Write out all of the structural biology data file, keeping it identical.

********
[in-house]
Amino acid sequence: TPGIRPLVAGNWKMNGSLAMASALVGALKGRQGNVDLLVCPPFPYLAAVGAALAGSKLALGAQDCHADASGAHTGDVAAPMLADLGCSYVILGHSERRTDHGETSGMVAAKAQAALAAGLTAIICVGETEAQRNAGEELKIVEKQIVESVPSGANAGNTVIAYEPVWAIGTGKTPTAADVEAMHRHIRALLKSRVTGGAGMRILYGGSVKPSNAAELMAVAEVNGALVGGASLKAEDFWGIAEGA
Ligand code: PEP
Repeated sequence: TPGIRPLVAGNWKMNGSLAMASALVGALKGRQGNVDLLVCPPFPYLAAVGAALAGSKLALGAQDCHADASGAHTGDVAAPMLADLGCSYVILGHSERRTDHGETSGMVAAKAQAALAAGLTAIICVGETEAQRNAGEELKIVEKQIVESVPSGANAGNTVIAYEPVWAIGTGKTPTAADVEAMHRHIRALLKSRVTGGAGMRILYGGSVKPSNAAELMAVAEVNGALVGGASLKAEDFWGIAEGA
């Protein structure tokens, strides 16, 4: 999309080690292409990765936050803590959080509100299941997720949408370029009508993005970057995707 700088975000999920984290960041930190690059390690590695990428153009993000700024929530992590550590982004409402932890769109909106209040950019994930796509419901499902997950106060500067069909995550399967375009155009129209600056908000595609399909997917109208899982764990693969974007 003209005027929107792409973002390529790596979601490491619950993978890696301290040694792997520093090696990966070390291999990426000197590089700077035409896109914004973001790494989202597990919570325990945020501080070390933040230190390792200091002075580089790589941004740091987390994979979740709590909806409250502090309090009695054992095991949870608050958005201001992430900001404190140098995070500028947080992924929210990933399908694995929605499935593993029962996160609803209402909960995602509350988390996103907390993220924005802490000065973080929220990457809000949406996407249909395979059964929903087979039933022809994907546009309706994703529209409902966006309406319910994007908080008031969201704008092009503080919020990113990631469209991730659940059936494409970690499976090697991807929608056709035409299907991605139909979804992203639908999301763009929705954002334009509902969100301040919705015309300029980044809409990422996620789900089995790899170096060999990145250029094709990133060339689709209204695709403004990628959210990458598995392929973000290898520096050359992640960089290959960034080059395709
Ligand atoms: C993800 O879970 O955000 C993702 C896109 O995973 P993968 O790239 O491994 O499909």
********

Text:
[in-house]
Amino acid sequence: TPGIRPLVAGNWKMNGSLAMASALVGALKGRQGNVDLLVCPPFPYLAAVGAALAGSKLALGAQDCHADASGAHTGDVAAPMLADLGCSYVILGHSERRTDHGETSGMVAAKAQAALAAGLTAIICVGETEAQRNAGEELKIVEKQIVESVPSGANAGNTVIAYEPVWAIGTGKTPTAADVEAMHRHIRALLKSRVTGGAGMRILYGGSVKPSNAAELMAVAEVNGALVGGASLKAEDFWGIAEGA
Ligand code: PEP
Repeated sequence: TPGIRPLVAGNWKMNGSLAMASALVGALKGRQGNVDLLVCPPFPYLAAVGAALAGSKLALGAQDCHADASGAHTGDVAAPMLADLGCSYVILGHSERRTDHGETSGMVAAKAQAALAAGLTAIICVGETEAQRNAGEELKIVEKQIVESVPSGANAGNTVIAYEPVWAIGTGKTPTAADVEAMHRHIRALLKSRVTGGAGMRILYGGSVKPSNAAELMAVAEVNGALVGGASLKAEDFWGIAEGA
């Protein structure tokens, strides 16, 4: 999309080690292409990765936050803590959080509100299941997720949408370029009508993005970057995707 700088975000999920984290960041930190690059390690590695990428153009993000700024929530992590550590982004409402932890769109909106209040950019994930796509419901499902997950106060500067069909995550399967375009155009129209600056908000595609399909997917109208899982764990693969974007 003209005027929107792409973002390529790596979601490491619950993978890696301290040694792997520093090696990966070390291999990426000197590089700077035409896109914004973001790494989202597990919570325990945020501080070390933040230190390792200091002075580089790589941004740091987390994979979740709590909806409250502090309090009695054992095991949870608050958005201001992430900001404190140098995070500028947080992924929210990933399908694995929605499935593993029962996160609803209402909960995602509350988390996103907390993220924005802490000065973080929220990457809000949406996407249909395979059964929903087979039933022809994907546009309706994703529209409902966006309406319910994007908080008031969201704008092009503080919020990113990631469209991730659940059936494409970690499976090697991807929608056709035409299907991605139909979804992203639908999301763009929705954002334009509902969100301040919705015309300029980044809409990422996620789900089995790899170096060999990145250029094709990133060339689709209204695709403004990628959210990458598995392929973000290898520096050359992640960089290959960034080059395709
Ligand atoms: C993800 O879970 O955000 C993702 C896109 O995973 P993968 O790239 O491994 O499909």